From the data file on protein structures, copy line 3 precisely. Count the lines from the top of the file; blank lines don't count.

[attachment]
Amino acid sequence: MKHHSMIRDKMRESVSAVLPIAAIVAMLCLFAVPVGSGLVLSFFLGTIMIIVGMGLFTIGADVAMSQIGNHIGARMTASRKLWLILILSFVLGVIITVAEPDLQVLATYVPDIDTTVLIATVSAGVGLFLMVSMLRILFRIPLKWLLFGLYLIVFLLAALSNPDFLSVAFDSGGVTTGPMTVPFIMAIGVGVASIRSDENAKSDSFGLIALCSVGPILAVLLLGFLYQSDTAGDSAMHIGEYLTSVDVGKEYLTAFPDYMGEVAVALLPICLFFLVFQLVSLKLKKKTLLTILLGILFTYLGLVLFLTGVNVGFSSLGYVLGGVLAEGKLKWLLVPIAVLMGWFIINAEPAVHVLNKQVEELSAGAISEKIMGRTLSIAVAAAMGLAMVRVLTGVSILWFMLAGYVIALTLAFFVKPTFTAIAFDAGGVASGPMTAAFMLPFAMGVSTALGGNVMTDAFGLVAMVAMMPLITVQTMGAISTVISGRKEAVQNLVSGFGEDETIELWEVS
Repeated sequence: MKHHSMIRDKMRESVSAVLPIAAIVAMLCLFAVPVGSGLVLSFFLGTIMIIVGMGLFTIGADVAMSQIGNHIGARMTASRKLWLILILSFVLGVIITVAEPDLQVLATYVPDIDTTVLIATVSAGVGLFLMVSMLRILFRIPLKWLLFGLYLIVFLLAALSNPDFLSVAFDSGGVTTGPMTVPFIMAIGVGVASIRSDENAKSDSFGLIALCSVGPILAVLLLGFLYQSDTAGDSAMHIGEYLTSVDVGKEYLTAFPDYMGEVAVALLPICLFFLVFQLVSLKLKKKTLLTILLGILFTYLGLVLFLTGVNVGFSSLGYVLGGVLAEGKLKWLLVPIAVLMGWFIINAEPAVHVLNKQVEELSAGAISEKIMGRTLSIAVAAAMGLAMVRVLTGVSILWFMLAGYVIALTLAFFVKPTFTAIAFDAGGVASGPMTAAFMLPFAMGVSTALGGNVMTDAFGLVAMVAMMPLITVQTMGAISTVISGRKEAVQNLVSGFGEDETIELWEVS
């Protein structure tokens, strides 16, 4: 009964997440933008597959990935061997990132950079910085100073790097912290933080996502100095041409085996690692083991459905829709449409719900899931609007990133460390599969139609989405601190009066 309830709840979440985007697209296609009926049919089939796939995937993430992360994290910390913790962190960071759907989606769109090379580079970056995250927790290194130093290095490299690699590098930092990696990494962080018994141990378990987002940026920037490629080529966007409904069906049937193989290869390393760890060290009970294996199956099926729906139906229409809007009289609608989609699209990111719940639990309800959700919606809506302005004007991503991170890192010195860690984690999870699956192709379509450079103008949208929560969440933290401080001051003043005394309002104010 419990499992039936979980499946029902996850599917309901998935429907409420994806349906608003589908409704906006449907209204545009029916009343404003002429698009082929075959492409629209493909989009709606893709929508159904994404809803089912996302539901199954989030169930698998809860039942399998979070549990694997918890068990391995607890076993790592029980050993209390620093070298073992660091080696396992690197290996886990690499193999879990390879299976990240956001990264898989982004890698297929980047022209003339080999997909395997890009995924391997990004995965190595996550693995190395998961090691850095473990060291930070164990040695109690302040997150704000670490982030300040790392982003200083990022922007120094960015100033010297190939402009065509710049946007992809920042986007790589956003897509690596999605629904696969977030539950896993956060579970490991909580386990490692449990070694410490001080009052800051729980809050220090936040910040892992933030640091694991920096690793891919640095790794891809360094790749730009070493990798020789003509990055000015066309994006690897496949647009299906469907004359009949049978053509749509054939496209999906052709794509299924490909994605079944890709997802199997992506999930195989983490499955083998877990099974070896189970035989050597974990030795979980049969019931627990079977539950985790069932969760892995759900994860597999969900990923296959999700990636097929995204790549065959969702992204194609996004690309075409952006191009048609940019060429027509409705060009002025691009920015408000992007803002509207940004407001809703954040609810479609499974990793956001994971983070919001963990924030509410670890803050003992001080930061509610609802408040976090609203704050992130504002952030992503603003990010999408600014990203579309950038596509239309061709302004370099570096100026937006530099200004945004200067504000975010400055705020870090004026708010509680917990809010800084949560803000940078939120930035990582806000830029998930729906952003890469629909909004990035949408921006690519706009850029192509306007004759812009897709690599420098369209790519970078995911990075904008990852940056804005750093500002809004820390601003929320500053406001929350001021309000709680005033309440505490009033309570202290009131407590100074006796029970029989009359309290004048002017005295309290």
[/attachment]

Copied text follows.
């Protein structure tokens, strides 16, 4: 009964997440933008597959990935061997990132950079910085100073790097912290933080996502100095041409085996690692083991459905829709449409719900899931609007990133460390599969139609989405601190009066 309830709840979440985007697209296609009926049919089939796939995937993430992360994290910390913790962190960071759907989606769109090379580079970056995250927790290194130093290095490299690699590098930092990696990494962080018994141990378990987002940026920037490629080529966007409904069906049937193989290869390393760890060290009970294996199956099926729906139906229409809007009289609608989609699209990111719940639990309800959700919606809506302005004007991503991170890192010195860690984690999870699956192709379509450079103008949208929560969440933290401080001051003043005394309002104010 419990499992039936979980499946029902996850599917309901998935429907409420994806349906608003589908409704906006449907209204545009029916009343404003002429698009082929075959492409629209493909989009709606893709929508159904994404809803089912996302539901199954989030169930698998809860039942399998979070549990694997918890068990391995607890076993790592029980050993209390620093070298073992660091080696396992690197290996886990690499193999879990390879299976990240956001990264898989982004890698297929980047022209003339080999997909395997890009995924391997990004995965190595996550693995190395998961090691850095473990060291930070164990040695109690302040997150704000670490982030300040790392982003200083990022922007120094960015100033010297190939402009065509710049946007992809920042986007790589956003897509690596999605629904696969977030539950896993956060579970490991909580386990490692449990070694410490001080009052800051729980809050220090936040910040892992933030640091694991920096690793891919640095790794891809360094790749730009070493990798020789003509990055000015066309994006690897496949647009299906469907004359009949049978053509749509054939496209999906052709794509299924490909994605079944890709997802199997992506999930195989983490499955083998877990099974070896189970035989050597974990030795979980049969019931627990079977539950985790069932969760892995759900994860597999969900990923296959999700990636097929995204790549065959969702992204194609996004690309075409952006191009048609940019060429027509409705060009002025691009920015408000992007803002509207940004407001809703954040609810479609499974990793956001994971983070919001963990924030509410670890803050003992001080930061509610609802408040976090609203704050992130504002952030992503603003990010999408600014990203579309950038596509239309061709302004370099570096100026937006530099200004945004200067504000975010400055705020870090004026708010509680917990809010800084949560803000940078939120930035990582806000830029998930729906952003890469629909909004990035949408921006690519706009850029192509306007004759812009897709690599420098369209790519970078995911990075904008990852940056804005750093500002809004820390601003929320500053406001929350001021309000709680005033309440505490009033309570202290009131407590100074006796029970029989009359309290004048002017005295309290």